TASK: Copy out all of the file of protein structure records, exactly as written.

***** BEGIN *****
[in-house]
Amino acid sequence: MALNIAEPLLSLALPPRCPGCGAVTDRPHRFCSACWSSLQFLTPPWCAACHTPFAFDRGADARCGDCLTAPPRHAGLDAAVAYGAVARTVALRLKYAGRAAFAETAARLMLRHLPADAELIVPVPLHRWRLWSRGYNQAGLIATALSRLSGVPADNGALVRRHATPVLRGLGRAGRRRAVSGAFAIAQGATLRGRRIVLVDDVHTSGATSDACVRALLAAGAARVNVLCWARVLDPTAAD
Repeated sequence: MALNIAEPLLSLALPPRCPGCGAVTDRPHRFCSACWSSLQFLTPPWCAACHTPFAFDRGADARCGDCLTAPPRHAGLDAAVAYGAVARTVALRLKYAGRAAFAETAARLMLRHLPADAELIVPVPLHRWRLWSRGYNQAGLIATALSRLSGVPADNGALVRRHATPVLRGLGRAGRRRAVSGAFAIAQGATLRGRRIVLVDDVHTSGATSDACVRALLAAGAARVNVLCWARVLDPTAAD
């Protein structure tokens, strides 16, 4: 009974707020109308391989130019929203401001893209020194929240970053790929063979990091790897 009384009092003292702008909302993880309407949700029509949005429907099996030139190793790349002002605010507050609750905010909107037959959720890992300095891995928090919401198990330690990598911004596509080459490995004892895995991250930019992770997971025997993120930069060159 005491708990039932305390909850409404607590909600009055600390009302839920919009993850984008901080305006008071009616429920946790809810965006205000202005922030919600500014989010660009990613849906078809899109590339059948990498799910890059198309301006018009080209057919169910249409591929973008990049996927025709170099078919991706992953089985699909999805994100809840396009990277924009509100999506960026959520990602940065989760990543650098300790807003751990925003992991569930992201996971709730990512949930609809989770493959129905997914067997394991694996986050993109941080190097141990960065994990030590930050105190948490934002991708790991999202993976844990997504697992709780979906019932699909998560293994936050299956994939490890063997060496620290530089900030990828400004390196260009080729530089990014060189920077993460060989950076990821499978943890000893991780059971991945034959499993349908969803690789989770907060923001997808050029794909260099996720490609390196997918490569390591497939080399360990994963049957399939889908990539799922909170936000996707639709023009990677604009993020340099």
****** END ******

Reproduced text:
[in-house]
Amino acid sequence: MALNIAEPLLSLALPPRCPGCGAVTDRPHRFCSACWSSLQFLTPPWCAACHTPFAFDRGADARCGDCLTAPPRHAGLDAAVAYGAVARTVALRLKYAGRAAFAETAARLMLRHLPADAELIVPVPLHRWRLWSRGYNQAGLIATALSRLSGVPADNGALVRRHATPVLRGLGRAGRRRAVSGAFAIAQGATLRGRRIVLVDDVHTSGATSDACVRALLAAGAARVNVLCWARVLDPTAAD
Repeated sequence: MALNIAEPLLSLALPPRCPGCGAVTDRPHRFCSACWSSLQFLTPPWCAACHTPFAFDRGADARCGDCLTAPPRHAGLDAAVAYGAVARTVALRLKYAGRAAFAETAARLMLRHLPADAELIVPVPLHRWRLWSRGYNQAGLIATALSRLSGVPADNGALVRRHATPVLRGLGRAGRRRAVSGAFAIAQGATLRGRRIVLVDDVHTSGATSDACVRALLAAGAARVNVLCWARVLDPTAAD
């Protein structure tokens, strides 16, 4: 009974707020109308391989130019929203401001893209020194929240970053790929063979990091790897 009384009092003292702008909302993880309407949700029509949005429907099996030139190793790349002002605010507050609750905010909107037959959720890992300095891995928090919401198990330690990598911004596509080459490995004892895995991250930019992770997971025997993120930069060159 005491708990039932305390909850409404607590909600009055600390009302839920919009993850984008901080305006008071009616429920946790809810965006205000202005922030919600500014989010660009990613849906078809899109590339059948990498799910890059198309301006018009080209057919169910249409591929973008990049996927025709170099078919991706992953089985699909999805994100809840396009990277924009509100999506960026959520990602940065989760990543650098300790807003751990925003992991569930992201996971709730990512949930609809989770493959129905997914067997394991694996986050993109941080190097141990960065994990030590930050105190948490934002991708790991999202993976844990997504697992709780979906019932699909998560293994936050299956994939490890063997060496620290530089900030990828400004390196260009080729530089990014060189920077993460060989950076990821499978943890000893991780059971991945034959499993349908969803690789989770907060923001997808050029794909260099996720490609390196997918490569390591497939080399360990994963049957399939889908990539799922909170936000996707639709023009990677604009993020340099």